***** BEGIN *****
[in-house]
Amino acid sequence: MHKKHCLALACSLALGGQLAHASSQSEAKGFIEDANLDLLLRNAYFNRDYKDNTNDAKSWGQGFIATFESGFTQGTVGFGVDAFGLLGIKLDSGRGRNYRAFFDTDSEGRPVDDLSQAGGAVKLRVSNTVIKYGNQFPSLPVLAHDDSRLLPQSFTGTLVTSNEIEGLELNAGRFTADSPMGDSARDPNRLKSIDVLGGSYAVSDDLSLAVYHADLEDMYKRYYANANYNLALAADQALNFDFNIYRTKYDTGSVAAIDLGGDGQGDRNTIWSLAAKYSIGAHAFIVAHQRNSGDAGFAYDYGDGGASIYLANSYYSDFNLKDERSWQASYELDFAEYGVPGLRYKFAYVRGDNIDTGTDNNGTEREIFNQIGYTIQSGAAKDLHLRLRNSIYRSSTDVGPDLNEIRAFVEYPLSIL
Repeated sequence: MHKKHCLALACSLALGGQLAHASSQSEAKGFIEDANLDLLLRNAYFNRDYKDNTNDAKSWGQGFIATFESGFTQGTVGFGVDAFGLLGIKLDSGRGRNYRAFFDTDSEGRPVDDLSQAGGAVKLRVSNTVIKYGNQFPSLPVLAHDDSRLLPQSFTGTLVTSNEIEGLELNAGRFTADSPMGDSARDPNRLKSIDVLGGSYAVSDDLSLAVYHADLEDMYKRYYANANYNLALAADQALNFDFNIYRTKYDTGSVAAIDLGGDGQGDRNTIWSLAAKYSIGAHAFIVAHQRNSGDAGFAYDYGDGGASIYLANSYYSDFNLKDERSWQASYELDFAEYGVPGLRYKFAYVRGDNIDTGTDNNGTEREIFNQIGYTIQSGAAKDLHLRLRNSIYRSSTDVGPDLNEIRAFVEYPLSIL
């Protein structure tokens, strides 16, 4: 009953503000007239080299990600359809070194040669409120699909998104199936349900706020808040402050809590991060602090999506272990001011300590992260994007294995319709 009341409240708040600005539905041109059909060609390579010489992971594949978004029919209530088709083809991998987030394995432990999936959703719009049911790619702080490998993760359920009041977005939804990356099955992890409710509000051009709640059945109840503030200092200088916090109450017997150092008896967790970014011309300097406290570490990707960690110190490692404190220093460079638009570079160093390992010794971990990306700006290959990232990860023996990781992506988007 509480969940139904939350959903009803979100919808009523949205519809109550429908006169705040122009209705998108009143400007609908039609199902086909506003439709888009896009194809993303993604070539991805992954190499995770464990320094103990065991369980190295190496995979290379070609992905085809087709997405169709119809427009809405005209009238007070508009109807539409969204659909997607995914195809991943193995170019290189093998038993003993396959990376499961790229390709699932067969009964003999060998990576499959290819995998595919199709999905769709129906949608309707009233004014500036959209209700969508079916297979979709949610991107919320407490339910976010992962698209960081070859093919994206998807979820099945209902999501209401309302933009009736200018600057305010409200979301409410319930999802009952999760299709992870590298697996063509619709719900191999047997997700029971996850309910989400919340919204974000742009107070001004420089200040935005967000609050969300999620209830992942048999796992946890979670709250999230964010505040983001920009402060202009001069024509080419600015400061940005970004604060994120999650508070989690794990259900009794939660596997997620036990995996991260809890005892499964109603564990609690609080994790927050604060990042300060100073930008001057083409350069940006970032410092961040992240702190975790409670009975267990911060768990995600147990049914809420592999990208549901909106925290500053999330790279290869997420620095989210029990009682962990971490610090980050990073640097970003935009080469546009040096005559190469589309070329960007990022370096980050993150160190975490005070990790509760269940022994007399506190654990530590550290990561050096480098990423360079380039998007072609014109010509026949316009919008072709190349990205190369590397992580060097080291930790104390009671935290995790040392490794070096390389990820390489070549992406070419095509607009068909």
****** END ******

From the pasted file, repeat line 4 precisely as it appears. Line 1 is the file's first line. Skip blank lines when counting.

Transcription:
């Protein structure tokens, strides 16, 4: 009953503000007239080299990600359809070194040669409120699909998104199936349900706020808040402050809590991060602090999506272990001011300590992260994007294995319709 009341409240708040600005539905041109059909060609390579010489992971594949978004029919209530088709083809991998987030394995432990999936959703719009049911790619702080490998993760359920009041977005939804990356099955992890409710509000051009709640059945109840503030200092200088916090109450017997150092008896967790970014011309300097406290570490990707960690110190490692404190220093460079638009570079160093390992010794971990990306700006290959990232990860023996990781992506988007 509480969940139904939350959903009803979100919808009523949205519809109550429908006169705040122009209705998108009143400007609908039609199902086909506003439709888009896009194809993303993604070539991805992954190499995770464990320094103990065991369980190295190496995979290379070609992905085809087709997405169709119809427009809405005209009238007070508009109807539409969204659909997607995914195809991943193995170019290189093998038993003993396959990376499961790229390709699932067969009964003999060998990576499959290819995998595919199709999905769709129906949608309707009233004014500036959209209700969508079916297979979709949610991107919320407490339910976010992962698209960081070859093919994206998807979820099945209902999501209401309302933009009736200018600057305010409200979301409410319930999802009952999760299709992870590298697996063509619709719900191999047997997700029971996850309910989400919340919204974000742009107070001004420089200040935005967000609050969300999620209830992942048999796992946890979670709250999230964010505040983001920009402060202009001069024509080419600015400061940005970004604060994120999650508070989690794990259900009794939660596997997620036990995996991260809890005892499964109603564990609690609080994790927050604060990042300060100073930008001057083409350069940006970032410092961040992240702190975790409670009975267990911060768990995600147990049914809420592999990208549901909106925290500053999330790279290869997420620095989210029990009682962990971490610090980050990073640097970003935009080469546009040096005559190469589309070329960007990022370096980050993150160190975490005070990790509760269940022994007399506190654990530590550290990561050096480098990423360079380039998007072609014109010509026949316009919008072709190349990205190369590397992580060097080291930790104390009671935290995790040392490794070096390389990820390489070549992406070419095509607009068909």